1. ## Vlookup issue

I'm trying to take values from tab "SCHED A" COLUMN C and have them recorded in tab "SCHED X" COLUMN F.

To do this I concatenated the last name and first name in tab "SCHED X" "COLUMN D" so as to match the name in tab "SCHED A".

Not one item matched even though I used the TRIM function.

Thanks

2. MNN,

Using Index/Match, place this formula in G2 then copy down.

Code:
`=INDEX('SCHED A'!\$A\$2:\$C\$137,MATCH(TRIM(D2),'SCHED A'!\$B\$2:\$B\$137,0),3)`
Many of your names do not match because of trailing spaces (resolved by trim) and missing spaces within the names.

Example:
"BRAND, GERARD A<space><space><space><space><space><space>" (Sched X)
"BRAND,GERARD A" (Sched A)

HTH,
Maud

MNN.png

3. Thank you Maud.

I do not use the INDEX MATCH function much. I did try the TRIM FUNCTION with the VLOOKUP function but the response only gave me a #N/A and not the respective unit. Why does the TRIM FUNCTION WORK with INDEX MATCH and NOT with the VLOOKUP?

What does HTH mean in you closing?

Thank you again.

4. Maud,

As I was reviewing the formula with the INDEX MATCH functions, I noted that we still received error messaged #N/A on SCHED X however SCHED A did in fact have the match name and a related value.

What happened to respond an error and not the value? and why only on some and not others?

Thanks.

5. MNN,

Look closely at the mismatches that produce #N/A. You will notice that spaces are missing after the comma between the last and fist names. As you correct them on Schedule A the formula will return the value instead of an error.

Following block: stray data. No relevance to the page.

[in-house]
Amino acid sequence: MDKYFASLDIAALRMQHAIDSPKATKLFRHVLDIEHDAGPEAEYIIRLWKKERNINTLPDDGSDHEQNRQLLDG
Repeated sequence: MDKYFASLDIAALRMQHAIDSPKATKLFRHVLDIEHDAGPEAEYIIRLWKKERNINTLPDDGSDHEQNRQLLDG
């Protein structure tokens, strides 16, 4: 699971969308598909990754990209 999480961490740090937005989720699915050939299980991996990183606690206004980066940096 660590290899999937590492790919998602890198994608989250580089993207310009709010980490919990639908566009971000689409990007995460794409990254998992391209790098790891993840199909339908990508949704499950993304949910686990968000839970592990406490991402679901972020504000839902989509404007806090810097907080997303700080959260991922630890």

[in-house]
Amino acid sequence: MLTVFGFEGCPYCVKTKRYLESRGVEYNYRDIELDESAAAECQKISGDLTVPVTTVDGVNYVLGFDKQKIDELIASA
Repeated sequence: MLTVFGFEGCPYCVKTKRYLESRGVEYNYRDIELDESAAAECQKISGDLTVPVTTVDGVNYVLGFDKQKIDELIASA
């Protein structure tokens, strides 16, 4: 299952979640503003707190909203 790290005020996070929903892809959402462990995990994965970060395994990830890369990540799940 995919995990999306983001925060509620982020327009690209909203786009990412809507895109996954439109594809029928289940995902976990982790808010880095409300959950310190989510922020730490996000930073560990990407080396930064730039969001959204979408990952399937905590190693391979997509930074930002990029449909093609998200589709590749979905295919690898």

Applying the trim function in VLOOKUP makes your formula work
Code:
`=VLOOKUP(TRIM(D2),'SCHED A'!\$B\$2:\$C\$137,2,FALSE)`
HTH = "Hope that helps

HTH,
Maud

6. Thanks Maud

7. I also took note that the some names in the Sched A did not have a space after the comma.

is there a formula that could be developed to test if there is a space after the comma then go to the next name and if there is no space, place a space there and then move on to the next name in the next row.

Thanks,

8. MNN,

You can't write a formula for cells in one column that change the values in another. However, this VBA code can easily do that

In a standard module:
Code:
```Public Sub FixNames()
LastRow = ActiveSheet.Cells(Rows.Count, 2).End(xlUp).Row
For I = 2 To LastRow
If InStr(1, Cells(I, 2), ", ", vbTextCompare) = 0 Then
Cells(I, 2) = Replace(Cells(I, 2), ",", ", ", 1, 1, vbTextCompare)
End If
Next I
End Sub```
HTH,
Maud

9. MNN

If you are looking for just a formula to test which names are missing the space after the comma then place the following formula in D2 on the SCHED A sheet and copy down.

Code:
`Cell D2 =IFERROR(IF(FIND(", ",B2,1)>0, ""),"<space> not present")`
MNN1.png

10. You can also fix the name column with a couple of search/replace actions. First select the name column and replace all commas with ", ". This will put a space after all commas, but will also insert an extra space where the name was properly entered to begin with. This is fixed with a second replace action, where you replace all double spaces with single spaces.

11. Hi MNN

When dealing with Employees and cross-referencing between sheets, it is essential that you correctly identify the same person. The best way of doing this, in my opinion, is to use a unique Employee Staff Number rather then rely on 'names'.

For example, if Anne Smith marries and becomes Anne Jones, her staff ID will stay the same.
Misspelling of names between sheets is just one issue that can be avoided by using unique staff IDs. And different 'name versions' like JOHNY B. GOOD and JOHN GOOD and JOHNIE B GOODE and JONNY B. GOOD and DR. J. B. GOOD won't matter if you use a staff ID.

The fixes suggested by abilyeu are good. This can also be done via formula.